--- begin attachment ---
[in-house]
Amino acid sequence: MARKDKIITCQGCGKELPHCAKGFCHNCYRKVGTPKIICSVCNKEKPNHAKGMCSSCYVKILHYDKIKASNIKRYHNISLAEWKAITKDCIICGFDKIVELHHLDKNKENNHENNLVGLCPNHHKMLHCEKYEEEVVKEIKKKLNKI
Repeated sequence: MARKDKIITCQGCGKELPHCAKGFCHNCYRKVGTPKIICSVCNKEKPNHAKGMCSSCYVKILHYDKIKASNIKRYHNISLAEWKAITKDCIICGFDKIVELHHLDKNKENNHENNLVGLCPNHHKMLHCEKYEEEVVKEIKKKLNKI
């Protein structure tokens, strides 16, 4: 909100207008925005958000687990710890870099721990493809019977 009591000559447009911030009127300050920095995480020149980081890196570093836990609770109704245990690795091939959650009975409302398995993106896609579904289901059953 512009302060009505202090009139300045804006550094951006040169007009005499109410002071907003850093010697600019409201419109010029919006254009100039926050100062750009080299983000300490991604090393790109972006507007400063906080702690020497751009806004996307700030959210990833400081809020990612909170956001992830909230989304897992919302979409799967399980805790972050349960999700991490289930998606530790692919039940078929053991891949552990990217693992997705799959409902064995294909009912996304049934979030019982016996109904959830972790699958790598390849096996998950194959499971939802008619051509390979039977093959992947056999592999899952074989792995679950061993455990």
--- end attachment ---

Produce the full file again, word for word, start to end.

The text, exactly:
[in-house]
Amino acid sequence: MARKDKIITCQGCGKELPHCAKGFCHNCYRKVGTPKIICSVCNKEKPNHAKGMCSSCYVKILHYDKIKASNIKRYHNISLAEWKAITKDCIICGFDKIVELHHLDKNKENNHENNLVGLCPNHHKMLHCEKYEEEVVKEIKKKLNKI
Repeated sequence: MARKDKIITCQGCGKELPHCAKGFCHNCYRKVGTPKIICSVCNKEKPNHAKGMCSSCYVKILHYDKIKASNIKRYHNISLAEWKAITKDCIICGFDKIVELHHLDKNKENNHENNLVGLCPNHHKMLHCEKYEEEVVKEIKKKLNKI
């Protein structure tokens, strides 16, 4: 909100207008925005958000687990710890870099721990493809019977 009591000559447009911030009127300050920095995480020149980081890196570093836990609770109704245990690795091939959650009975409302398995993106896609579904289901059953 512009302060009505202090009139300045804006550094951006040169007009005499109410002071907003850093010697600019409201419109010029919006254009100039926050100062750009080299983000300490991604090393790109972006507007400063906080702690020497751009806004996307700030959210990833400081809020990612909170956001992830909230989304897992919302979409799967399980805790972050349960999700991490289930998606530790692919039940078929053991891949552990990217693992997705799959409902064995294909009912996304049934979030019982016996109904959830972790699958790598390849096996998950194959499971939802008619051509390979039977093959992947056999592999899952074989792995679950061993455990």